Indiana Landmarks released its annual listing of the ten most endangered architectural sites in the state this past week. Some places appear year after year, some slip away, some are saved, and some are destroyed forever.
For the first time this year, the Thomas Taggart Memorial in Indianapolis made the list.
A monument to one of Indiana’s early leaders needs restoration before it deteriorates beyond repair. In its present condition, the Thomas Taggart Memorial—a limestone colonnade and fountain in Indianapolis’s Riverside Park—is hardly a fitting honor to the Irish immigrant who rose to become mayor of Indianapolis, U.S. Senator, chairman of the Democratic National Committee, and owner of the French Lick Springs Hotel. The Neoclassical landmark was erected in 1931, two years after Taggart’s death.
In a bitter twist, a monument erected to honor the man who originated Indianapolis's city park system now sits neglected and crumbling in one of the parks he created.
As mayor from 1895 to 1901, Taggart created the city park system, acquiring hundreds of acres along White River, as well as land for Brookside and Highland parks, among others. He believed the citizens of the increasingly industrialized city needed green space for reflection and recreation. When he left office in 1901, Taggart bought the French Lick Springs Hotel, which he made a social and political hub of national renown.
The Taggart Memorial fountain doesn’t work, and an unsightly fence surrounds the monument to protect the public from its unsafe condition. Taggart’s Indianapolis legacy—a parks system available to all citizens of the capital city—deserves the honor of a fountain that works and a graceful, safe colonnade. Indiana Landmarks is investigating how private funds might be raised to restore his memorial.
A 2006 design study estimated the renovations would cost $1.3 million, and current estimates run as high as $2 million. Given that the Indianapolis Parks Department's current budget for the entire system is just over $3 million, the City is less than enthusiastic about fixing a limestone monument to a long-dead, long-forgotten man. The park is not in a fashionable part of the city, and the Memorial continues to fall to pieces behind a chain link fence.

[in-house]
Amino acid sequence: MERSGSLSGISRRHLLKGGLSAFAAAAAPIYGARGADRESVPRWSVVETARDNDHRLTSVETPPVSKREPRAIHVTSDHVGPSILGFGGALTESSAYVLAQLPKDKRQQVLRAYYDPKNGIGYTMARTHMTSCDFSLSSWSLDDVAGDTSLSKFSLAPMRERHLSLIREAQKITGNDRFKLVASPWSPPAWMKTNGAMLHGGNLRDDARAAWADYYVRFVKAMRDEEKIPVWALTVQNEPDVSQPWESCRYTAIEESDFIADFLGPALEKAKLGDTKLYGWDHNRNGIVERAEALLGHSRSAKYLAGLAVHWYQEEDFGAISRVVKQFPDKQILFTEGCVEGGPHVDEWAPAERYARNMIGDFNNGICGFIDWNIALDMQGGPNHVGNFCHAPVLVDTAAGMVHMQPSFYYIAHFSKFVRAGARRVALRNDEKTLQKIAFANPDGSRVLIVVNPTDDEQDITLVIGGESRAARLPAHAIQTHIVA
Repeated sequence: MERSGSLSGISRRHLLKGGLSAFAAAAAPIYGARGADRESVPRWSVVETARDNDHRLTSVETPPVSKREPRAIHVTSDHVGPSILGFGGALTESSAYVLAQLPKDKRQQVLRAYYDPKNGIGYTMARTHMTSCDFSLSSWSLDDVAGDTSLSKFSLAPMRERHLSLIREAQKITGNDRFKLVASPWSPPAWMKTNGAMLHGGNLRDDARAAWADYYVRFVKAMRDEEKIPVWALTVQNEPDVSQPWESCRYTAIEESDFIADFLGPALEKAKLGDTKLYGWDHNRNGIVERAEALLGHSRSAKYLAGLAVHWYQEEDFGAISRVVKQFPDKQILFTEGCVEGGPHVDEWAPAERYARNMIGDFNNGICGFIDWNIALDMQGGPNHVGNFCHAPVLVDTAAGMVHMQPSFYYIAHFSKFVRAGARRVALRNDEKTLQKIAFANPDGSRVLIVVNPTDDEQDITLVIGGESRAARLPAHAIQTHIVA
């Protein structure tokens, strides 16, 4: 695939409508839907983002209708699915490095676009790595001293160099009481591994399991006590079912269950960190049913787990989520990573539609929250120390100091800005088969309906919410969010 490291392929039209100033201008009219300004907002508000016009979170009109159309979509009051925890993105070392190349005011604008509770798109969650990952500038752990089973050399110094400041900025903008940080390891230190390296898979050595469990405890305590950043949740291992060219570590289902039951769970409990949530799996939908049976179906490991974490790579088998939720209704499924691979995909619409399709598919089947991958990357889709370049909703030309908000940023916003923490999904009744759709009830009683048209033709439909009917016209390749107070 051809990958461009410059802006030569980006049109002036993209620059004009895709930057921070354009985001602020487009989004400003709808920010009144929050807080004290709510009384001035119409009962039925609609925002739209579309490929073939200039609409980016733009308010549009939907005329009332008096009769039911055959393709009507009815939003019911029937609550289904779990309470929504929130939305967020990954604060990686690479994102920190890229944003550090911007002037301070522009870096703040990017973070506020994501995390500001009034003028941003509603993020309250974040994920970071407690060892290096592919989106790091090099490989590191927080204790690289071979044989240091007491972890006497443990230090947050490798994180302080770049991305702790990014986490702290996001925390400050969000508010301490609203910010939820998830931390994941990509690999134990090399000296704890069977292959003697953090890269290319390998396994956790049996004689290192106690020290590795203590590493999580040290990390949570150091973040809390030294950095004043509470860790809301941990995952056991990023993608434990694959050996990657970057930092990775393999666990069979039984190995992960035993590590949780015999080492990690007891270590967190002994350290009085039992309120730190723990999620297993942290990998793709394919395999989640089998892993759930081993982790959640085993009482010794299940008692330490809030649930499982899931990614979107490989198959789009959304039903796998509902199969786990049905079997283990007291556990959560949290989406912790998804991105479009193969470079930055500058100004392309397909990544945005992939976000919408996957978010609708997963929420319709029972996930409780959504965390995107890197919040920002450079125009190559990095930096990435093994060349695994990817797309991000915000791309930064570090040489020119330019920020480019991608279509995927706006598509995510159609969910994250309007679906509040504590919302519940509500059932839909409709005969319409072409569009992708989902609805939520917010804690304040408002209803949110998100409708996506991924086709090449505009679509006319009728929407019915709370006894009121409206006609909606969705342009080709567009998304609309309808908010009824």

Brother Tom Taggart (1856-1929) was member of Mystic Tie Lodge No. 398 in Indianapolis. He was also a Shriner, and was in the first ceremonial class of Murat Shrine in 1885 (along with fellow Noble Lew Wallace, civil war general and author of Ben Hur).
From Denslow's 10,000 Famous Freemasons:
Thomas Taggart (1856-1929) U.S. Senator from Indiana, 1916. b. Nov. 17, 1856 in County Monaghan, Ireland, and came to U.S. in 1861 with parents, who settled in Xenia, Ohio. Moved to Indianapolis in 1877, where he first was employed in a restaurant and later engaged in the restaurant and hotel business. He served three terms as mayor of Indianapolis, 1896-1901. Was president of the French Lick Hotel Co. Member of Mystic Tie Lodge No. 398, Indianapolis, Ind. d. March 6, 1929.
Like most tiny blurbs, that doesn't begin to scratch the surface of the life of Brother Thomas Taggart. He rose from Irish immigrant and manager of the railroad station lunch counter at the Indianapolis Union Depot to become Mayor of Indianapolis and the most influential Democrat in Indiana at a time when Republicans dominated the political landscape of the state. Stories abound of his kindness and generosity in his personal and professional life. And the story of the French Lick Springs Hotel under his leadership is fascinating.